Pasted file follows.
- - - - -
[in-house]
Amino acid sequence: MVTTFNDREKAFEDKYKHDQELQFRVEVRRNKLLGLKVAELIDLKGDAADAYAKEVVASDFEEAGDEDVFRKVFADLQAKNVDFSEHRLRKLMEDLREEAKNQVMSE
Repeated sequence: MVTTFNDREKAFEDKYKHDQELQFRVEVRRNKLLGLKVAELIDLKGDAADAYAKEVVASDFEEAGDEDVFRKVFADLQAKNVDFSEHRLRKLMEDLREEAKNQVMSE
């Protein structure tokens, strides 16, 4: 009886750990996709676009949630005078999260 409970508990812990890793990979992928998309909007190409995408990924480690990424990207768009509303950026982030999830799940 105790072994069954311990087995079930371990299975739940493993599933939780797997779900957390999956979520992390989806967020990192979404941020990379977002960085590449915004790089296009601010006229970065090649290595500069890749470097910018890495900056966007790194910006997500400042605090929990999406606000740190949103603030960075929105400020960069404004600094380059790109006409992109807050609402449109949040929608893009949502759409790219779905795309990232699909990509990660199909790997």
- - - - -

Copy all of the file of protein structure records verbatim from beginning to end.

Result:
[in-house]
Amino acid sequence: MVTTFNDREKAFEDKYKHDQELQFRVEVRRNKLLGLKVAELIDLKGDAADAYAKEVVASDFEEAGDEDVFRKVFADLQAKNVDFSEHRLRKLMEDLREEAKNQVMSE
Repeated sequence: MVTTFNDREKAFEDKYKHDQELQFRVEVRRNKLLGLKVAELIDLKGDAADAYAKEVVASDFEEAGDEDVFRKVFADLQAKNVDFSEHRLRKLMEDLREEAKNQVMSE
């Protein structure tokens, strides 16, 4: 009886750990996709676009949630005078999260 409970508990812990890793990979992928998309909007190409995408990924480690990424990207768009509303950026982030999830799940 105790072994069954311990087995079930371990299975739940493993599933939780797997779900957390999956979520992390989806967020990192979404941020990379977002960085590449915004790089296009601010006229970065090649290595500069890749470097910018890495900056966007790194910006997500400042605090929990999406606000740190949103603030960075929105400020960069404004600094380059790109006409992109807050609402449109949040929608893009949502759409790219779905795309990232699909990509990660199909790997």